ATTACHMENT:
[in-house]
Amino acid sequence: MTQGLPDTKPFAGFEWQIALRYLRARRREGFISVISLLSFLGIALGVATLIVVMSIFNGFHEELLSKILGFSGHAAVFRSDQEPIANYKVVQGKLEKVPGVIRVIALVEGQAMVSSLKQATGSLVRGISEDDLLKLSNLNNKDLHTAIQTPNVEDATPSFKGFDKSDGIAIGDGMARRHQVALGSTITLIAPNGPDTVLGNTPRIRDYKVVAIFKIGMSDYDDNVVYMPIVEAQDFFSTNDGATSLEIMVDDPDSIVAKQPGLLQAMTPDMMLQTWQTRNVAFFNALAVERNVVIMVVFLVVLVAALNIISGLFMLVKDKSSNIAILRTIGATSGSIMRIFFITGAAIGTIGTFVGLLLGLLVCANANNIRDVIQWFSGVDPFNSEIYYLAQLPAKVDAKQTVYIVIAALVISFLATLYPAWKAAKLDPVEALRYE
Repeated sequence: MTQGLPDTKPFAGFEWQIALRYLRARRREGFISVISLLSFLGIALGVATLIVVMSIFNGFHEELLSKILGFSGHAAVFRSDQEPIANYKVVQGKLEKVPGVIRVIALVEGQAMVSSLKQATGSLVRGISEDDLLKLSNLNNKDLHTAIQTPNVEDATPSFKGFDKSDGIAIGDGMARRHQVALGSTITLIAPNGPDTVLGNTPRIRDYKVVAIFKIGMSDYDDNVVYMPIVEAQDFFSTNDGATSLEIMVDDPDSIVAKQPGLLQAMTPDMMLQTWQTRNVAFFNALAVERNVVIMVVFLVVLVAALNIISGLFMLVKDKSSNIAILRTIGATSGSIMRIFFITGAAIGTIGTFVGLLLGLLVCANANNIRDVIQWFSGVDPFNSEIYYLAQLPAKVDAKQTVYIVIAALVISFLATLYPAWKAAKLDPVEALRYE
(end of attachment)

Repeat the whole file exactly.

[in-house]
Amino acid sequence: MTQGLPDTKPFAGFEWQIALRYLRARRREGFISVISLLSFLGIALGVATLIVVMSIFNGFHEELLSKILGFSGHAAVFRSDQEPIANYKVVQGKLEKVPGVIRVIALVEGQAMVSSLKQATGSLVRGISEDDLLKLSNLNNKDLHTAIQTPNVEDATPSFKGFDKSDGIAIGDGMARRHQVALGSTITLIAPNGPDTVLGNTPRIRDYKVVAIFKIGMSDYDDNVVYMPIVEAQDFFSTNDGATSLEIMVDDPDSIVAKQPGLLQAMTPDMMLQTWQTRNVAFFNALAVERNVVIMVVFLVVLVAALNIISGLFMLVKDKSSNIAILRTIGATSGSIMRIFFITGAAIGTIGTFVGLLLGLLVCANANNIRDVIQWFSGVDPFNSEIYYLAQLPAKVDAKQTVYIVIAALVISFLATLYPAWKAAKLDPVEALRYE
Repeated sequence: MTQGLPDTKPFAGFEWQIALRYLRARRREGFISVISLLSFLGIALGVATLIVVMSIFNGFHEELLSKILGFSGHAAVFRSDQEPIANYKVVQGKLEKVPGVIRVIALVEGQAMVSSLKQATGSLVRGISEDDLLKLSNLNNKDLHTAIQTPNVEDATPSFKGFDKSDGIAIGDGMARRHQVALGSTITLIAPNGPDTVLGNTPRIRDYKVVAIFKIGMSDYDDNVVYMPIVEAQDFFSTNDGATSLEIMVDDPDSIVAKQPGLLQAMTPDMMLQTWQTRNVAFFNALAVERNVVIMVVFLVVLVAALNIISGLFMLVKDKSSNIAILRTIGATSGSIMRIFFITGAAIGTIGTFVGLLLGLLVCANANNIRDVIQWFSGVDPFNSEIYYLAQLPAKVDAKQTVYIVIAALVISFLATLYPAWKAAKLDPVEALRYE